Historically birds have surprised and filled the life of humans with their calls. In the past, mostly as pets in cages, where some species were more desired than others because of their songs or the ability to speak. Parrots are very well know for the last skill.
More recently people are interested in enjoying these melodious creatures in their natural habitat. Bird watching is growing around the world, year by year.
Photo. Male Golden-collar Manakin (Manacus vitellinus) displaying on its lek
We (humans) always have related the songs in nature to the birds. What if I tell you fish sing? A few days ago I was reading an article about singing fish. They have proven that fish do sing. It make sense, living creatures need to communicate, animals as different as insects, frogs, birds, whales … do it, so, why not fish?
This study occurred in Western Australia, and during a period of 18 months they recorded and identified seven different choruses, from different species of fish, happening at dawn and at dusk. Those choruses are used by the fishes to regroup, settle territorial disputes or find food.
If you want to read the full article, visit: https://www.newscientist.com/article/2106331-fish-recorded-singing-dawn-chorus-on-reefs-just-like-birds/
Early this year, we made a bird-watching trip to the mainland, to see some species of birds that we do not have on Bastimentos Island, but the main target of this trip was the elegant Red-billed Tropicbird (Phaethon aethereus).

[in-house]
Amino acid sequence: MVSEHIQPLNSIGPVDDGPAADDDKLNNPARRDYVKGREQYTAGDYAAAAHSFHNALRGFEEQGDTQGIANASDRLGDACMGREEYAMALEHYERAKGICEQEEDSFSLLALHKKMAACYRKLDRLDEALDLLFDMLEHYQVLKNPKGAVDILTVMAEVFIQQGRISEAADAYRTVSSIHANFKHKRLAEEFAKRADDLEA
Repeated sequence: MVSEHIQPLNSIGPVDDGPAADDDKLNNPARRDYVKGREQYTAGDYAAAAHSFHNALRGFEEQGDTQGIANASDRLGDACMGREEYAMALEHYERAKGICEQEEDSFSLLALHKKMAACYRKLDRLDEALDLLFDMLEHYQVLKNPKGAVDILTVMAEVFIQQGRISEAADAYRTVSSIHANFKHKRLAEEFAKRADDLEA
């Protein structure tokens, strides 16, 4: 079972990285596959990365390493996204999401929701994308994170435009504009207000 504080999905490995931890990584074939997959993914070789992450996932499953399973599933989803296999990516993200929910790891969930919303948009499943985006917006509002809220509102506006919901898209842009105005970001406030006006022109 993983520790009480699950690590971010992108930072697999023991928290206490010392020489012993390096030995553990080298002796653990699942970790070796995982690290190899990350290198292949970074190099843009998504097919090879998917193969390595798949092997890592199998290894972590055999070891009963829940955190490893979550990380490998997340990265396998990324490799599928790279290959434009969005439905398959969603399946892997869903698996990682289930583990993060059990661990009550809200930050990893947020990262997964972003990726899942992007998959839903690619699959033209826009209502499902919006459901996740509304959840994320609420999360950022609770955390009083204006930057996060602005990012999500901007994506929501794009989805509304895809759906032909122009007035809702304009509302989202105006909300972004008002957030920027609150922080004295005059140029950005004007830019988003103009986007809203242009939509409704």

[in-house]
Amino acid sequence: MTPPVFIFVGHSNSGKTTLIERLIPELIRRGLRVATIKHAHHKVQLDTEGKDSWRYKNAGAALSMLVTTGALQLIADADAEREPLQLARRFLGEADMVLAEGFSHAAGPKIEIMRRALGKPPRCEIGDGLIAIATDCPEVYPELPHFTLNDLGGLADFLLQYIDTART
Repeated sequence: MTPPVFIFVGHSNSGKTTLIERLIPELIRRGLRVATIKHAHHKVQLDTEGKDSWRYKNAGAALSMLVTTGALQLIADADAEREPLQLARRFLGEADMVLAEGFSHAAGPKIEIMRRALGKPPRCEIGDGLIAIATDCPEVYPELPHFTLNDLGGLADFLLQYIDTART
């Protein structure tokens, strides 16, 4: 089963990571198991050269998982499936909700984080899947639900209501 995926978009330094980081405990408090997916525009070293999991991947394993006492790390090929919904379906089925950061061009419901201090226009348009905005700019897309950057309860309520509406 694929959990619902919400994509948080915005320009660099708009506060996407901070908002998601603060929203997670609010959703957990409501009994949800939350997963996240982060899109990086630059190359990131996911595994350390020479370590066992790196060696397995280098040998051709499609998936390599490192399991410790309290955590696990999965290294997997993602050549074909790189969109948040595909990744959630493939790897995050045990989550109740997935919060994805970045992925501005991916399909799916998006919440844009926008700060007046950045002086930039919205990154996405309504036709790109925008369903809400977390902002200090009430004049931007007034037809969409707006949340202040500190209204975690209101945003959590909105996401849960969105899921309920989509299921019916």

We all had a blast, with big groups of herons, ducks, pelicans and terns, in addition to some local and migratory beauties along the Snyder Canal.
After a gorgeous day and several new species for our guests, we headed to Bird Island. Unfortunately the sea was a little rough and the conditions where not ideal, but that didn´t stop the guests in their desire to see, what is for me, one of the most elegant birds I have ever seen. We made it there, and enjoyed some Red-billed Tropicbirds flying near the island, then on our way back, we had several floating birds in the water.
With these links you can see the species we saw that day:
Snyder Canal: http://ebird.org/ebird/view/checklist?subID=S26655839
Changuinola river mouth: http://ebird.org/ebird/view/checklist?subID=S26656713
Bird Island: http://ebird.org/ebird/view/checklist?subID=S26653094